Monday, March 14, 2011


APERTURE is a hole or an opening through which light travels. More specifically, the aperture of an optical system is the opening that determines the cone angle of a bundle of rays that come to a focus in the image plane.The aperture determines how collimated the admitted rays are, which is of great importance for the appearance at the image plane. If an aperture is narrow, then highly collimated rays are admitted, resulting in a sharp focus at the image plane. If an aperture is wide, then uncollimated rays are admitted, resulting in a sharp focus only for rays with a certain focal length. This means that a wide aperture results in an image that is sharp around what the lens is focusing on and blurred otherwise. The aperture also determines how many of the incoming rays are actually admitted and thus how much light reaches the image plane (the narrower the aperture, the darker the image for a given exposure time).
The maximum aperture tends to be of most interest, and is always included when describing a lens. This value is also known as the lens "speed", because it affects the exposure time. The aperture is proportional to the square root of the light admitted, and thus inversely proportional to the square root of required exposure time, such that an aperture of f/2 allows for exposure times one quarter that of f/4.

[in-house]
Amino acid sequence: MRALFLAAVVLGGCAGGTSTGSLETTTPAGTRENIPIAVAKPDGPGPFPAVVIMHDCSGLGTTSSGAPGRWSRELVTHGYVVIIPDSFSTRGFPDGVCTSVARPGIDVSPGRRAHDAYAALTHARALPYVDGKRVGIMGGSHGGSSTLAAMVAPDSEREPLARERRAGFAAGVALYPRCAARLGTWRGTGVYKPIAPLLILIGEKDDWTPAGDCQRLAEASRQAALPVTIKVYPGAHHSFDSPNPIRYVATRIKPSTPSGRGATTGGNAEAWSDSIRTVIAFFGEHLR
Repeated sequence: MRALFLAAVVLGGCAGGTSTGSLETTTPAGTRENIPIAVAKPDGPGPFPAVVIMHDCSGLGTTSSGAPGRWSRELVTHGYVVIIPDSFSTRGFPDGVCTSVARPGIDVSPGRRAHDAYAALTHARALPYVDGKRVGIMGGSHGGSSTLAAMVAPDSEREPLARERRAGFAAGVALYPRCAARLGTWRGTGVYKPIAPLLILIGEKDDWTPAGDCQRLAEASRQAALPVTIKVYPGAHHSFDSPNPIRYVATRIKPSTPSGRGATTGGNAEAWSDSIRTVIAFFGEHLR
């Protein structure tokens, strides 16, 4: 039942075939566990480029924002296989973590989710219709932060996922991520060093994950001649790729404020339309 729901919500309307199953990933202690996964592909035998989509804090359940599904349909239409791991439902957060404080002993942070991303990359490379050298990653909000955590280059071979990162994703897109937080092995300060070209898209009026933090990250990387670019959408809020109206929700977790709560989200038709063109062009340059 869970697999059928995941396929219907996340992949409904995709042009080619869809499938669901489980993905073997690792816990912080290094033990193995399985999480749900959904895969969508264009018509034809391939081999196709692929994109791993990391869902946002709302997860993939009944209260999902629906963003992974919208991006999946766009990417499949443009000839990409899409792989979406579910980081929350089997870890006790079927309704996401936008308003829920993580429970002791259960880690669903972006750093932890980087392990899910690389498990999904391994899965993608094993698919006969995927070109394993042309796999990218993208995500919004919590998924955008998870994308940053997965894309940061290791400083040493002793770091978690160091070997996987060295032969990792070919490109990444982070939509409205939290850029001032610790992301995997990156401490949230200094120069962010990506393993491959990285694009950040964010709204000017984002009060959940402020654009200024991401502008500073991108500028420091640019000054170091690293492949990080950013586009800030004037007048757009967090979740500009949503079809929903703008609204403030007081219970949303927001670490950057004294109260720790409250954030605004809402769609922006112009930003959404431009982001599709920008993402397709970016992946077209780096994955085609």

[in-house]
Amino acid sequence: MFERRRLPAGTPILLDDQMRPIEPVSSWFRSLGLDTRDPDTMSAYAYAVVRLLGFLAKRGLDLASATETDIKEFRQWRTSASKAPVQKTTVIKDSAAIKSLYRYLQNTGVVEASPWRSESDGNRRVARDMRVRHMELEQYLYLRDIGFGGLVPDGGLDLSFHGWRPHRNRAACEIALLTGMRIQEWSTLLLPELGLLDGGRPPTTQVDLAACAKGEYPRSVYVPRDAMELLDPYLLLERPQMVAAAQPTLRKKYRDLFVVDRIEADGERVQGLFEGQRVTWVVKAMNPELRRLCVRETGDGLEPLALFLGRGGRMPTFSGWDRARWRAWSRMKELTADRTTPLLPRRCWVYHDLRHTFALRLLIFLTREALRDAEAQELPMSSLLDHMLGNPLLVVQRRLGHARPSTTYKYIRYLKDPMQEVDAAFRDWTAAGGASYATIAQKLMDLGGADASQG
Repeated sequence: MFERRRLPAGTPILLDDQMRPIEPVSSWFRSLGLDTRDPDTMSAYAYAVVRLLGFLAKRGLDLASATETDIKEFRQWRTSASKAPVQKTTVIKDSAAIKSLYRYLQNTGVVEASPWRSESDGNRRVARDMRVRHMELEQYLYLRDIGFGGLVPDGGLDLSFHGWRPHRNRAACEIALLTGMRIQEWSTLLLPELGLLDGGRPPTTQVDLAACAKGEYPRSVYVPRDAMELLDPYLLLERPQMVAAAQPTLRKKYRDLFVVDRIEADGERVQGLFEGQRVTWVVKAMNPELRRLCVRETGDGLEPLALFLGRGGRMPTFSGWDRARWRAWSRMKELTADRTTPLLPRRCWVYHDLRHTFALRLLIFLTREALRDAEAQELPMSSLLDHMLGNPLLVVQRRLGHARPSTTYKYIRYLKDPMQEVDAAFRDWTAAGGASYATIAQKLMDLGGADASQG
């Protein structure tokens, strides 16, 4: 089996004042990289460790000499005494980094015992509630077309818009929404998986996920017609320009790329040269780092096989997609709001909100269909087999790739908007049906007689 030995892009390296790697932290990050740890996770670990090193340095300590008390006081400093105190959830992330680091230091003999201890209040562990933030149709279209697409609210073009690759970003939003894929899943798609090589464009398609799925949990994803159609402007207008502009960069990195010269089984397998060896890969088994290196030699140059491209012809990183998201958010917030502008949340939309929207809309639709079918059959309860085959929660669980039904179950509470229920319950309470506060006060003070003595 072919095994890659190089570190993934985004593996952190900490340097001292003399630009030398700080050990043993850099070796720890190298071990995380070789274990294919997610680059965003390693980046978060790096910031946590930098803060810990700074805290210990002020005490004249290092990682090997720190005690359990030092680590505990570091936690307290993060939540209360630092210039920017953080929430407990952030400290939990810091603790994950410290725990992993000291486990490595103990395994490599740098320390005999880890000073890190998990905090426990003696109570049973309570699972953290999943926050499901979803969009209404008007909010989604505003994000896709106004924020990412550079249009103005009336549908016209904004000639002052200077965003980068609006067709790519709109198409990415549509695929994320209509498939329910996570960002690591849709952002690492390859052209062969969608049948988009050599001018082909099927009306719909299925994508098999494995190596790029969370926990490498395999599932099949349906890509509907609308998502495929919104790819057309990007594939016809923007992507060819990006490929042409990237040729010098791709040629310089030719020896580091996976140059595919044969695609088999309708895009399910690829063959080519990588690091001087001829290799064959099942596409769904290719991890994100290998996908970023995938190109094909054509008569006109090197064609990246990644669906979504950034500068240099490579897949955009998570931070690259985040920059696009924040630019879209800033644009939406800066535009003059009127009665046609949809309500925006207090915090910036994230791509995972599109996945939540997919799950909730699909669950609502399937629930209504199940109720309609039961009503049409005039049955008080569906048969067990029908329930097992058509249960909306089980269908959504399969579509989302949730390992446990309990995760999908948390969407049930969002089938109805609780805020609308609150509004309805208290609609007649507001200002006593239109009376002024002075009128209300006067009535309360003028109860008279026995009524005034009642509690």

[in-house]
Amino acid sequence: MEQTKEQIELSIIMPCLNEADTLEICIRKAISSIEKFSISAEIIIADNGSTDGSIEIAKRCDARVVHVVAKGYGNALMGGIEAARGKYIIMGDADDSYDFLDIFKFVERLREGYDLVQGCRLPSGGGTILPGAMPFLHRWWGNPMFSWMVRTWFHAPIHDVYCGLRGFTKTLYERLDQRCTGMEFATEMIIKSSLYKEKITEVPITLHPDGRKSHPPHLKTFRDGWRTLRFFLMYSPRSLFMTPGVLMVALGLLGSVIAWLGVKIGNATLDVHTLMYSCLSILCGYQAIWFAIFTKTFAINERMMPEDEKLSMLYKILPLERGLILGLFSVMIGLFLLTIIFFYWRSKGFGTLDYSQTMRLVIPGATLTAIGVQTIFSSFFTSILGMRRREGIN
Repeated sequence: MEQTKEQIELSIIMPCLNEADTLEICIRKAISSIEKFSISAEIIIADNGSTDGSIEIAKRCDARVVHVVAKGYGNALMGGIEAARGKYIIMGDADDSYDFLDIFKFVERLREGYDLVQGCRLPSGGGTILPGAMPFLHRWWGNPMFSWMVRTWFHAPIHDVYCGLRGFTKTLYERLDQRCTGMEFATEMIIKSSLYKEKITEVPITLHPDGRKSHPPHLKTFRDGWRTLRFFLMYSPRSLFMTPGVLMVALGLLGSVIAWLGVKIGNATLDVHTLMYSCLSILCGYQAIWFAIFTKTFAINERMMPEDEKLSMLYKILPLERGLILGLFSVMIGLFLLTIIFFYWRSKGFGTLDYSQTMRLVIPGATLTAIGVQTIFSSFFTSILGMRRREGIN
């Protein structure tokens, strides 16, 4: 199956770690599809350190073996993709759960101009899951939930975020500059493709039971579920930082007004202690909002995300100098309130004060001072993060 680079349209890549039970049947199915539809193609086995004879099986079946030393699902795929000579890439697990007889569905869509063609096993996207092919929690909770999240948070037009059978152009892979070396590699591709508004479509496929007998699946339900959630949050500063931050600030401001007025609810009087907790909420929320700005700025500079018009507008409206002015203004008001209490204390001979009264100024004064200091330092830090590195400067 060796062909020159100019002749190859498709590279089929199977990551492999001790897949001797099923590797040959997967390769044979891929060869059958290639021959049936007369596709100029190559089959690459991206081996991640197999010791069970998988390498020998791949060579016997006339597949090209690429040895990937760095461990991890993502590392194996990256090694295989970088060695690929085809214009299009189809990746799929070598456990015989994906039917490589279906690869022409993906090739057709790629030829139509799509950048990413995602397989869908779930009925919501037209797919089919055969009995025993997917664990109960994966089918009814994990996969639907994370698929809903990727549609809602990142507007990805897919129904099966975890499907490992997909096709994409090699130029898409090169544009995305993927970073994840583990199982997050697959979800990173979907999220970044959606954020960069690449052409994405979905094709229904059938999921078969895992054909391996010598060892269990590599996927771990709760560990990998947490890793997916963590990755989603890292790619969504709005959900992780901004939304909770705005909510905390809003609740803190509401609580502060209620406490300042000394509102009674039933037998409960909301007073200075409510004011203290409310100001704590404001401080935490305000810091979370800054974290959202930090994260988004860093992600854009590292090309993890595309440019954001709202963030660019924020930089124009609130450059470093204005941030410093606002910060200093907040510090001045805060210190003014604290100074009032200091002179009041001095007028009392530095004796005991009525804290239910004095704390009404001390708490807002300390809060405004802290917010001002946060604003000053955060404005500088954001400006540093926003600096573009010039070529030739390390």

Lenses with apertures larger than f/2.8 are typically known as "fast" lenses, though this has changed his
torically (in the past, larger than f/6 was considered fast, for example by the 1911 Encyclopaedia Britannica). The fastest lenses in general production are f/1.2 or f/1.4, with more at f/1.8 and f/2.0, and many at f/2.8 or slower; f/1.0 is unusual, though sees some use.


The amount of light captured by a lens is proportional to the area of the aperture, equal to:

\mathrm{Area} = \pi \left({f \over 2N}\right)^2

Where f is focal length and N is the f-number.

The focal length value is not required when comparing two lenses of the same focal length; a value of 1 can be used instead, and the other factors can be dropped as well, leaving area proportion to the reciprocal square of the f-number N.

If two cameras of different format sizes and focal lengths have the same angle of view, and the same aperture area, they gather the same amount of light from the scene. The relative focal-plane illuminance, however, depends only on the f-number N, independent of the focal length, so is less in the camera with the larger format, longer focal length, and higher f-number. This assumes both lenses have identical transmissivity.

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